Let us take the anecdotal evidence. For instance, a constituent came to see me on Saturday who is a director of MFI. He told me that in 1976 MFI imported 60 per cent. of everything it sold. That figure is now down to below 25 per cent. MFI is in fact using more and more British goods because they are excellent value.

Goodness knows, as Minister for Trade I took part in many debates about the textile industry. Last year textile production was near to an all-time record high and textile exports were at an all-time record high. This year the British engineering industry will invest £850 million in computers and software, and a recent survey suggests that outside Japan the British engineering industry makes more use of high technology and engineering computers than any other engineering industry in the world. British industry was in decline for a time, but the decline has been arrested and the climb back has begun in real earnest. There is a very good prospect for Britain in an area which, far too often, we talk about dismissively.

If we apply the wrong tests to the statistics that emerge, we can turn success into failure and failure into success. For example, I heard the right hon. Member for Chesterfield (Mr. Benn) making an interesting speech about the steel industry. He said that we should look at the good old days when steel employed 250,000 people and it now employs only 100,000. To him that was proof that our steel industry was in a state of decline. However, when the steel industry employed 250,000 people it was losing nearly £3 million a day. We had a steel capacity which we simply could not use and which nobody wanted. Therefore, we had 250,000 insecure jobs. We have moved from that position to having the best and most efficient steel industry in Europe producing as much steel with 100,000 people as it used to produce with 250,000. With 250.000 employees losing £3 million a day it is a national asset by the test of the right hon. Member for Chesterfield; with 100,000 employees producing steel at a very competitive price it is a national problem. That is absolutely wrong.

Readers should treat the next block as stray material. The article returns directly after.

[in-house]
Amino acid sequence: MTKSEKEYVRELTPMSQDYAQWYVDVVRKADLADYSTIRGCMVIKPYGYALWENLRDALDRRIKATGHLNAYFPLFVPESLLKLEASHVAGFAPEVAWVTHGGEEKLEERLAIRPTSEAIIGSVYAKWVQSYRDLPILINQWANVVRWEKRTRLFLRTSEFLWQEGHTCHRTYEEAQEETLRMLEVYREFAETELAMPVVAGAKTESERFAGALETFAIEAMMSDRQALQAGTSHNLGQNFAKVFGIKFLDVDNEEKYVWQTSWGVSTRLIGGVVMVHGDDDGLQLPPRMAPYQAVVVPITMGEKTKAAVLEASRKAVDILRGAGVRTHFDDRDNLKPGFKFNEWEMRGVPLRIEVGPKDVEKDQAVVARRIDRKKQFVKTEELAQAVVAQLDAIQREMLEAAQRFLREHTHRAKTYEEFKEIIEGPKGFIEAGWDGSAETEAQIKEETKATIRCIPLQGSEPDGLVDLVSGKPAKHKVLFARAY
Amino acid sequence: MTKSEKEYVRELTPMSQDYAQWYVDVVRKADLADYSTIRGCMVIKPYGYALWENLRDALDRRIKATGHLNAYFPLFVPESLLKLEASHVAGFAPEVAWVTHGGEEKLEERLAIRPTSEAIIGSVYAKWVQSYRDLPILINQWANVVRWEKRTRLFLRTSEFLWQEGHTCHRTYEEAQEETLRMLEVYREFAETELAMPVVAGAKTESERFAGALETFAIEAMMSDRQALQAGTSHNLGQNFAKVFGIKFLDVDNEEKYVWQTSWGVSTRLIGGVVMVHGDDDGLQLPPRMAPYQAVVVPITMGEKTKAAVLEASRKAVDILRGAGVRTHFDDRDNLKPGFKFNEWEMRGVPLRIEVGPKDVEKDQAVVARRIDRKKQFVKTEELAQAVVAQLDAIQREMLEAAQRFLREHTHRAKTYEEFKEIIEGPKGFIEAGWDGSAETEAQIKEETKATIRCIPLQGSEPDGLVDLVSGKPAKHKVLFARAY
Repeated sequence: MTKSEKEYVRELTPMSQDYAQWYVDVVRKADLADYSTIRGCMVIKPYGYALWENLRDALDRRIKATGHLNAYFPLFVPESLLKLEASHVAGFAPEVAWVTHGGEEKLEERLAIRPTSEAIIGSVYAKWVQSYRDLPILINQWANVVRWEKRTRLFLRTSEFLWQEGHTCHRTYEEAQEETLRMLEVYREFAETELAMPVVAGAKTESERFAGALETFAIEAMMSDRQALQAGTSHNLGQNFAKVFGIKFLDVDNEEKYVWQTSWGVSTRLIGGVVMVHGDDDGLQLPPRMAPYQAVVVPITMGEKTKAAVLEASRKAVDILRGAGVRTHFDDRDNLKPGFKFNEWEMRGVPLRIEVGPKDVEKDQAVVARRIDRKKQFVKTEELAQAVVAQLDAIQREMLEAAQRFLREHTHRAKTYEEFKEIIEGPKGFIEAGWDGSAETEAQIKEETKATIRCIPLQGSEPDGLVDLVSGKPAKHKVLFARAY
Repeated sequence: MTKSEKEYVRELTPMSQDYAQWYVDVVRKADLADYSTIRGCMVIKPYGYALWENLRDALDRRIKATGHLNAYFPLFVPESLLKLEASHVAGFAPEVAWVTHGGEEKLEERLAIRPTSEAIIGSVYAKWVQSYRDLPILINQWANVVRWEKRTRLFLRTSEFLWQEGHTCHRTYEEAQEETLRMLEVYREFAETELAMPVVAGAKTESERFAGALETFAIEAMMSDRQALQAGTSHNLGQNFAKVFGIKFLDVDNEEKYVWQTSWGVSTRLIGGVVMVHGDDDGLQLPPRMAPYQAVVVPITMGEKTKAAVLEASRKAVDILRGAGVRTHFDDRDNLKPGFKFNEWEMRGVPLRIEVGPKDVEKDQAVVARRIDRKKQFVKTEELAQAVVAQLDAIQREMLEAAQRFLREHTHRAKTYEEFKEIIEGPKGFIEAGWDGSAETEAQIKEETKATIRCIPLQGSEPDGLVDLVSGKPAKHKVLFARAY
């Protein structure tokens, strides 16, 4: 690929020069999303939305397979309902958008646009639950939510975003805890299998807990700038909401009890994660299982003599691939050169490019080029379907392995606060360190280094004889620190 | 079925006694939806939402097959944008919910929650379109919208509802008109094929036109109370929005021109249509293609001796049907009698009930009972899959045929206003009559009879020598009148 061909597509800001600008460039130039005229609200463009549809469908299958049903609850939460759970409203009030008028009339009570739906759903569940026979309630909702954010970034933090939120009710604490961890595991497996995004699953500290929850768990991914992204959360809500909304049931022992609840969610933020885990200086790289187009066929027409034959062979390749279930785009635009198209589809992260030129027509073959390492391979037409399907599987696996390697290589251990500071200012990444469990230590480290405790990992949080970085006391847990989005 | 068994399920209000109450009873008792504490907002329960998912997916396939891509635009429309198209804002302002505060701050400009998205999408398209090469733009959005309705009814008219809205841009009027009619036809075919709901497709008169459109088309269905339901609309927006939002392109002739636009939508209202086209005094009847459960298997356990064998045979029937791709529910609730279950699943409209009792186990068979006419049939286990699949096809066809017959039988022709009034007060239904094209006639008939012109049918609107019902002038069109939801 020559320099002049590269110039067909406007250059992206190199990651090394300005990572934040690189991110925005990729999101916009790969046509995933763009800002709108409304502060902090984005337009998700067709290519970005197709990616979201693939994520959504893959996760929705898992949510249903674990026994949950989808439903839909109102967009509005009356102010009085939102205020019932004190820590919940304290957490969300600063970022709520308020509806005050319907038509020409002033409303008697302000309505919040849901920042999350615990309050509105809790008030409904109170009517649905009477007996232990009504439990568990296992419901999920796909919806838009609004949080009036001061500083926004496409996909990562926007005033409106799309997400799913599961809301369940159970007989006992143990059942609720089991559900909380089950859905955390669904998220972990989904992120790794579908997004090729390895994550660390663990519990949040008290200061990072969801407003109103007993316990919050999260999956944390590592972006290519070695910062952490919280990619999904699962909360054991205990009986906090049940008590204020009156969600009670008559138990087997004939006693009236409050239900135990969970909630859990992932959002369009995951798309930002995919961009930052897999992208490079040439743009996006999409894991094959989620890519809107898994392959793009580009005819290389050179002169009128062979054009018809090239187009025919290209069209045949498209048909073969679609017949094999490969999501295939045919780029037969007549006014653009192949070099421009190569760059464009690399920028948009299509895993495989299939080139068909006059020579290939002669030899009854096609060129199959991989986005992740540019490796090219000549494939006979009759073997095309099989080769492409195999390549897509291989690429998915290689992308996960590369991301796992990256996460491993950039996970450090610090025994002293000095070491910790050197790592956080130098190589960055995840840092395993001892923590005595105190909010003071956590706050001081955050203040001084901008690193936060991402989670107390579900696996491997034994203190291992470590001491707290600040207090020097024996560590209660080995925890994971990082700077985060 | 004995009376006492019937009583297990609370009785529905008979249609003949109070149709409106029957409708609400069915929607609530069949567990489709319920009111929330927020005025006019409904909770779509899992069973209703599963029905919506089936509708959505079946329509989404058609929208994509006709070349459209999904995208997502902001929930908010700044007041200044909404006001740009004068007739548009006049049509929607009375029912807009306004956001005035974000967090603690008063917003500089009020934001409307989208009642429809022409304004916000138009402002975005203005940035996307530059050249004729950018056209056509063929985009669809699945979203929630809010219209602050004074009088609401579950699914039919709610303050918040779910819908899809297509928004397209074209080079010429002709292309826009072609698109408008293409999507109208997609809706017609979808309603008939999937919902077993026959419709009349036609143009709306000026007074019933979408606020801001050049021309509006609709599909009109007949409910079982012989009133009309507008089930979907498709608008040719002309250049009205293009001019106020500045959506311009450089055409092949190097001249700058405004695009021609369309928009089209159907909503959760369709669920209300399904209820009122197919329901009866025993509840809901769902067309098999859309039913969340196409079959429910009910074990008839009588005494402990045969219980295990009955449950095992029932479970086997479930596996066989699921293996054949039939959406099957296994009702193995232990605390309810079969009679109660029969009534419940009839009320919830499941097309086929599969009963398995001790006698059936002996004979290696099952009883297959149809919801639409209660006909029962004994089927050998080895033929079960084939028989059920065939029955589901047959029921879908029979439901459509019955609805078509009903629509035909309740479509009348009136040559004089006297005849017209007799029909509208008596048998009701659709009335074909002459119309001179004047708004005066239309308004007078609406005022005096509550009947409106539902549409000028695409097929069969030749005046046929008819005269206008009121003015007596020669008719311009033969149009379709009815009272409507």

Dr. Jeremy Bray (Motherwell, South) The right hon. Gentleman is making an interesting point about steel. Is he aware that an even more competitive steel industry in Japan, faced with a similar fall in orders and intense competition from Korea and other new producers, is maintaining its employment and diversifying in order to maintain a policy of lifelong employment? Does he not think that that kind of policy is more relevant in this country today?